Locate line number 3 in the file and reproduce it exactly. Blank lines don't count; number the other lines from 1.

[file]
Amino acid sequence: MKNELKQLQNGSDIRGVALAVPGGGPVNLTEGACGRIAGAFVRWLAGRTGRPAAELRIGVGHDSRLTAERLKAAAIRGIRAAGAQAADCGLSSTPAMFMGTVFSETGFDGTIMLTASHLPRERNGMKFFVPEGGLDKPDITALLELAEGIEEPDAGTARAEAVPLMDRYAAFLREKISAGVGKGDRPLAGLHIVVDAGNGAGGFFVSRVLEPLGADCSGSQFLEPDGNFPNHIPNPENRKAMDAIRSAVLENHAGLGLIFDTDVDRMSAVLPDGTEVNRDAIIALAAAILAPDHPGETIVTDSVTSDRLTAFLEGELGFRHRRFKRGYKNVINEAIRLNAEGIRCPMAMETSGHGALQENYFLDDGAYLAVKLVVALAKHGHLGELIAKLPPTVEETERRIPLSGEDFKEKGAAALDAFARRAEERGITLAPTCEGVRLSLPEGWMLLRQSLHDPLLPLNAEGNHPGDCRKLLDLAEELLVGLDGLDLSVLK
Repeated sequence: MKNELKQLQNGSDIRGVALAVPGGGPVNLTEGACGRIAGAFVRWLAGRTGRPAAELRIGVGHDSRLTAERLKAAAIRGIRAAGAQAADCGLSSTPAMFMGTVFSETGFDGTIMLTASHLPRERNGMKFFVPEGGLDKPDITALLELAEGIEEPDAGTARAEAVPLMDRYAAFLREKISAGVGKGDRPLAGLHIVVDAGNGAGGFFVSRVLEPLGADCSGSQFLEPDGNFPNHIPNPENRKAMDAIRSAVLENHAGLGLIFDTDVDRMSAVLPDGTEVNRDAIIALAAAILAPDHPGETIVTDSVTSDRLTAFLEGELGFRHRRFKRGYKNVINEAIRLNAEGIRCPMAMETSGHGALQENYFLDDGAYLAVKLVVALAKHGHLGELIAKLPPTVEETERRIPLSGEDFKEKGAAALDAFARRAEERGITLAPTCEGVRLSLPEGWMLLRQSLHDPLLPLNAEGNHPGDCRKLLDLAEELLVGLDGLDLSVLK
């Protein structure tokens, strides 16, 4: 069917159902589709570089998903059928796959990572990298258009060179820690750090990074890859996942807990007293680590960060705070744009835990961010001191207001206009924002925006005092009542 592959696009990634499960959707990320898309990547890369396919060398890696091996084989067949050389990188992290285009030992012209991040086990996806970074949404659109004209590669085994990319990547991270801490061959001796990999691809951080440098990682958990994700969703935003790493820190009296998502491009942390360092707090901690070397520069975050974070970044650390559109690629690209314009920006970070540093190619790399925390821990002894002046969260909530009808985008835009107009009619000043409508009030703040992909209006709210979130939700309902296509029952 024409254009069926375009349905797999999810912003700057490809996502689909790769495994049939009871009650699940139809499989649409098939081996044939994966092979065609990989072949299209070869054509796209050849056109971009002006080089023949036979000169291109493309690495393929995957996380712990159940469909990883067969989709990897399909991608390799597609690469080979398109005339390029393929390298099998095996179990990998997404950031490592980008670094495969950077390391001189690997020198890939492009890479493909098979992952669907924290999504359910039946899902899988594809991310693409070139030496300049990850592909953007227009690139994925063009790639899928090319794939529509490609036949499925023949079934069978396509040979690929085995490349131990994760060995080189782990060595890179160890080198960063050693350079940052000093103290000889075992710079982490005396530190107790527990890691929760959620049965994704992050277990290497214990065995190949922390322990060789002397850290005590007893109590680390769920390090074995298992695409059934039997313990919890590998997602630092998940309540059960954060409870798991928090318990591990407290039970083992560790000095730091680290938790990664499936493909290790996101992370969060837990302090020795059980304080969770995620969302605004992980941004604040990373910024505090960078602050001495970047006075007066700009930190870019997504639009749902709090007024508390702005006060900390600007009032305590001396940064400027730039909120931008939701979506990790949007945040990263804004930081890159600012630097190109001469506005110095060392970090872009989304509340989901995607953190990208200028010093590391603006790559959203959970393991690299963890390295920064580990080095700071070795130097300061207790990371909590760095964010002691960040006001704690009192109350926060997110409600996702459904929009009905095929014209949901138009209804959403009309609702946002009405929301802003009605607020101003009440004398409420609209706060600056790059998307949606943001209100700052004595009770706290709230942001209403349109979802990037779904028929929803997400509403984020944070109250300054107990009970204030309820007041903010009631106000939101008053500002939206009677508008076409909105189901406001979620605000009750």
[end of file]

């Protein structure tokens, strides 16, 4: 069917159902589709570089998903059928796959990572990298258009060179820690750090990074890859996942807990007293680590960060705070744009835990961010001191207001206009924002925006005092009542 592959696009990634499960959707990320898309990547890369396919060398890696091996084989067949050389990188992290285009030992012209991040086990996806970074949404659109004209590669085994990319990547991270801490061959001796990999691809951080440098990682958990994700969703935003790493820190009296998502491009942390360092707090901690070397520069975050974070970044650390559109690629690209314009920006970070540093190619790399925390821990002894002046969260909530009808985008835009107009009619000043409508009030703040992909209006709210979130939700309902296509029952 024409254009069926375009349905797999999810912003700057490809996502689909790769495994049939009871009650699940139809499989649409098939081996044939994966092979065609990989072949299209070869054509796209050849056109971009002006080089023949036979000169291109493309690495393929995957996380712990159940469909990883067969989709990897399909991608390799597609690469080979398109005339390029393929390298099998095996179990990998997404950031490592980008670094495969950077390391001189690997020198890939492009890479493909098979992952669907924290999504359910039946899902899988594809991310693409070139030496300049990850592909953007227009690139994925063009790639899928090319794939529509490609036949499925023949079934069978396509040979690929085995490349131990994760060995080189782990060595890179160890080198960063050693350079940052000093103290000889075992710079982490005396530190107790527990890691929760959620049965994704992050277990290497214990065995190949922390322990060789002397850290005590007893109590680390769920390090074995298992695409059934039997313990919890590998997602630092998940309540059960954060409870798991928090318990591990407290039970083992560790000095730091680290938790990664499936493909290790996101992370969060837990302090020795059980304080969770995620969302605004992980941004604040990373910024505090960078602050001495970047006075007066700009930190870019997504639009749902709090007024508390702005006060900390600007009032305590001396940064400027730039909120931008939701979506990790949007945040990263804004930081890159600012630097190109001469506005110095060392970090872009989304509340989901995607953190990208200028010093590391603006790559959203959970393991690299963890390295920064580990080095700071070795130097300061207790990371909590760095964010002691960040006001704690009192109350926060997110409600996702459904929009009905095929014209949901138009209804959403009309609702946002009405929301802003009605607020101003009440004398409420609209706060600056790059998307949606943001209100700052004595009770706290709230942001209403349109979802990037779904028929929803997400509403984020944070109250300054107990009970204030309820007041903010009631106000939101008053500002939206009677508008076409909105189901406001979620605000009750």